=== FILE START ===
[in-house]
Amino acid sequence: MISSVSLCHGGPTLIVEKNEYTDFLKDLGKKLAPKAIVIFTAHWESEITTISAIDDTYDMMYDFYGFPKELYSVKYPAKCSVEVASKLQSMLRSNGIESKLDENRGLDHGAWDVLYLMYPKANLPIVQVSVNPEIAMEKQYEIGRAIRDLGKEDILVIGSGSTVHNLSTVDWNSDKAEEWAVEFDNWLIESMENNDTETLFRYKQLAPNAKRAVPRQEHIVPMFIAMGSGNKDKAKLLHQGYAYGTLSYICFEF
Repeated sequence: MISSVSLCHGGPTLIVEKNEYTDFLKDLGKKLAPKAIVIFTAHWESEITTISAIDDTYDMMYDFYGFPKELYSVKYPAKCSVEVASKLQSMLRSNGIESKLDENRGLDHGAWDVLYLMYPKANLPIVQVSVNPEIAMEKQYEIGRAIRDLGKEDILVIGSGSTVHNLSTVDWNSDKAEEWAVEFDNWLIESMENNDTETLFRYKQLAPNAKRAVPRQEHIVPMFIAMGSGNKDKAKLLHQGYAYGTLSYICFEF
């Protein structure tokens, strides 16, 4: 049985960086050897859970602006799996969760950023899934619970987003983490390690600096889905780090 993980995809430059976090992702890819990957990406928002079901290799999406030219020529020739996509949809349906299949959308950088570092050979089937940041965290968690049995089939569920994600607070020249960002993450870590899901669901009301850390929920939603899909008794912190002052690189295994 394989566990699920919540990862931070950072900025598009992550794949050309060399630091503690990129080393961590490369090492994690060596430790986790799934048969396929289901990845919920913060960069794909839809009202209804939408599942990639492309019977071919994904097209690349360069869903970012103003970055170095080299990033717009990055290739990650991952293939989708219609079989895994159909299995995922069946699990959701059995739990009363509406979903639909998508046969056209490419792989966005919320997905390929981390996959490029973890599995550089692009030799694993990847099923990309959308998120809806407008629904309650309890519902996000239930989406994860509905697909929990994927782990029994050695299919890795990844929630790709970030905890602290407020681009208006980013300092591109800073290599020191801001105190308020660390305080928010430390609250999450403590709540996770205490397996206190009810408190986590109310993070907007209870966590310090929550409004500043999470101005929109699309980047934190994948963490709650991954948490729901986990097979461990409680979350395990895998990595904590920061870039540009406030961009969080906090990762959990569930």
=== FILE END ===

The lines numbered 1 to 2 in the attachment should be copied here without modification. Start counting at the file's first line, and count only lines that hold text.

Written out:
[in-house]
Amino acid sequence: MISSVSLCHGGPTLIVEKNEYTDFLKDLGKKLAPKAIVIFTAHWESEITTISAIDDTYDMMYDFYGFPKELYSVKYPAKCSVEVASKLQSMLRSNGIESKLDENRGLDHGAWDVLYLMYPKANLPIVQVSVNPEIAMEKQYEIGRAIRDLGKEDILVIGSGSTVHNLSTVDWNSDKAEEWAVEFDNWLIESMENNDTETLFRYKQLAPNAKRAVPRQEHIVPMFIAMGSGNKDKAKLLHQGYAYGTLSYICFEF